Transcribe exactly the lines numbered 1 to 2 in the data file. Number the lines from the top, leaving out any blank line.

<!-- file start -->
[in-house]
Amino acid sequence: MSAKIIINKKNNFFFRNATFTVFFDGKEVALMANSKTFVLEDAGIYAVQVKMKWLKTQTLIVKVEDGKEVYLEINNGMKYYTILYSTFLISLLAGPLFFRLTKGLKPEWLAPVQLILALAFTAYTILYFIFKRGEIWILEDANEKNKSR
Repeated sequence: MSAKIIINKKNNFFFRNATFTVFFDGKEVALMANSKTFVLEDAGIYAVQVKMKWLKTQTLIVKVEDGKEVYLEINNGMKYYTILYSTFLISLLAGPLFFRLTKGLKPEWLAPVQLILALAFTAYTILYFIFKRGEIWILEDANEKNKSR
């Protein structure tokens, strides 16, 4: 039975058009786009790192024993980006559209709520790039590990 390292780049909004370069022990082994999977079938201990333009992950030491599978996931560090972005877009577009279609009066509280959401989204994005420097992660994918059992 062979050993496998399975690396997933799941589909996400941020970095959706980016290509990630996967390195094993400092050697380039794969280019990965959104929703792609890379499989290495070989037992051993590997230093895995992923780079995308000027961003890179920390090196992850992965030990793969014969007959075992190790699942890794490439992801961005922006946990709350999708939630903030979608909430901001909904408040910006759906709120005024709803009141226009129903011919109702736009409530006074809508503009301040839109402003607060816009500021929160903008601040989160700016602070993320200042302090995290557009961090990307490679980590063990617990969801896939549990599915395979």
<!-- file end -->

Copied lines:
[in-house]
Amino acid sequence: MSAKIIINKKNNFFFRNATFTVFFDGKEVALMANSKTFVLEDAGIYAVQVKMKWLKTQTLIVKVEDGKEVYLEINNGMKYYTILYSTFLISLLAGPLFFRLTKGLKPEWLAPVQLILALAFTAYTILYFIFKRGEIWILEDANEKNKSR